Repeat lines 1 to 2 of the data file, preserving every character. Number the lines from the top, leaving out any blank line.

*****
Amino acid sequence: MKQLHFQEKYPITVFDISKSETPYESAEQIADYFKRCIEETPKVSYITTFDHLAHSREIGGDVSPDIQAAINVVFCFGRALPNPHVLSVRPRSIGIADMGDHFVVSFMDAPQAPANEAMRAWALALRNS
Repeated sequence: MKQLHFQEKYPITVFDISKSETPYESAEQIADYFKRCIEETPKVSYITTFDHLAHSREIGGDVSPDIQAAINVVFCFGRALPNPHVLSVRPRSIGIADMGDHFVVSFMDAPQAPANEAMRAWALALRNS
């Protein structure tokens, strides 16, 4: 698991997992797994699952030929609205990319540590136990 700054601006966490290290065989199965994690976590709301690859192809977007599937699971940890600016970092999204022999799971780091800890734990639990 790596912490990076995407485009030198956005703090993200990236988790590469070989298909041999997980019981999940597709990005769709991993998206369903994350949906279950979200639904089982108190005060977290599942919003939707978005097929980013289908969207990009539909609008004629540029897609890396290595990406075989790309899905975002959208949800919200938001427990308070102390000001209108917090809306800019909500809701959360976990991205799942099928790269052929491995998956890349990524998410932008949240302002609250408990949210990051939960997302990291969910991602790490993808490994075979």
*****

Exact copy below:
Amino acid sequence: MKQLHFQEKYPITVFDISKSETPYESAEQIADYFKRCIEETPKVSYITTFDHLAHSREIGGDVSPDIQAAINVVFCFGRALPNPHVLSVRPRSIGIADMGDHFVVSFMDAPQAPANEAMRAWALALRNS
Repeated sequence: MKQLHFQEKYPITVFDISKSETPYESAEQIADYFKRCIEETPKVSYITTFDHLAHSREIGGDVSPDIQAAINVVFCFGRALPNPHVLSVRPRSIGIADMGDHFVVSFMDAPQAPANEAMRAWALALRNS